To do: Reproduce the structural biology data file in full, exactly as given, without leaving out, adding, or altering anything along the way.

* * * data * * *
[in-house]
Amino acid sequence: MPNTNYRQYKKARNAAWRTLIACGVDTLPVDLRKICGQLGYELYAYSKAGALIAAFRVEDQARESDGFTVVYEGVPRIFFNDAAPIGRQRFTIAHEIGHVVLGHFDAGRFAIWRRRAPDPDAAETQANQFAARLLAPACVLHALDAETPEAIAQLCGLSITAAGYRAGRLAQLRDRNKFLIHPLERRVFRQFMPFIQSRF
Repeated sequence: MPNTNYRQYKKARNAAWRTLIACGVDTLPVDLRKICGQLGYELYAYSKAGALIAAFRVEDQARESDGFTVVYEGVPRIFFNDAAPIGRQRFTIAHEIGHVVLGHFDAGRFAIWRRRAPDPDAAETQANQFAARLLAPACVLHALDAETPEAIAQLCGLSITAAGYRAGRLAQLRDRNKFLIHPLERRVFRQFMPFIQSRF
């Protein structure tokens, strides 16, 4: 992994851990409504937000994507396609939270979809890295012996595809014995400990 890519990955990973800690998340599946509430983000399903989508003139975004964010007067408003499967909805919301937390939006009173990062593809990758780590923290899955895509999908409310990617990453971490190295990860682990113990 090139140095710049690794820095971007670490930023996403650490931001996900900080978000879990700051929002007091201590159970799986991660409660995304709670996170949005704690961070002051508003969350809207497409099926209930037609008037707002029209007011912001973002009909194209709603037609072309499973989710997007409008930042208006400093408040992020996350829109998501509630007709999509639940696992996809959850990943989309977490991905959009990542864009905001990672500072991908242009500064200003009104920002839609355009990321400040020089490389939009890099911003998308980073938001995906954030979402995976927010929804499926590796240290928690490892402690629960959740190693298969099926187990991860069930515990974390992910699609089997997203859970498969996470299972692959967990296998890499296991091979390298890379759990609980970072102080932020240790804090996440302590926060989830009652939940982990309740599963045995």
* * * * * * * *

[in-house]
Amino acid sequence: MPNTNYRQYKKARNAAWRTLIACGVDTLPVDLRKICGQLGYELYAYSKAGALIAAFRVEDQARESDGFTVVYEGVPRIFFNDAAPIGRQRFTIAHEIGHVVLGHFDAGRFAIWRRRAPDPDAAETQANQFAARLLAPACVLHALDAETPEAIAQLCGLSITAAGYRAGRLAQLRDRNKFLIHPLERRVFRQFMPFIQSRF
Repeated sequence: MPNTNYRQYKKARNAAWRTLIACGVDTLPVDLRKICGQLGYELYAYSKAGALIAAFRVEDQARESDGFTVVYEGVPRIFFNDAAPIGRQRFTIAHEIGHVVLGHFDAGRFAIWRRRAPDPDAAETQANQFAARLLAPACVLHALDAETPEAIAQLCGLSITAAGYRAGRLAQLRDRNKFLIHPLERRVFRQFMPFIQSRF
């Protein structure tokens, strides 16, 4: 992994851990409504937000994507396609939270979809890295012996595809014995400990 890519990955990973800690998340599946509430983000399903989508003139975004964010007067408003499967909805919301937390939006009173990062593809990758780590923290899955895509999908409310990617990453971490190295990860682990113990 090139140095710049690794820095971007670490930023996403650490931001996900900080978000879990700051929002007091201590159970799986991660409660995304709670996170949005704690961070002051508003969350809207497409099926209930037609008037707002029209007011912001973002009909194209709603037609072309499973989710997007409008930042208006400093408040992020996350829109998501509630007709999509639940696992996809959850990943989309977490991905959009990542864009905001990672500072991908242009500064200003009104920002839609355009990321400040020089490389939009890099911003998308980073938001995906954030979402995976927010929804499926590796240290928690490892402690629960959740190693298969099926187990991860069930515990974390992910699609089997997203859970498969996470299972692959967990296998890499296991091979390298890379759990609980970072102080932020240790804090996440302590926060989830009652939940982990309740599963045995």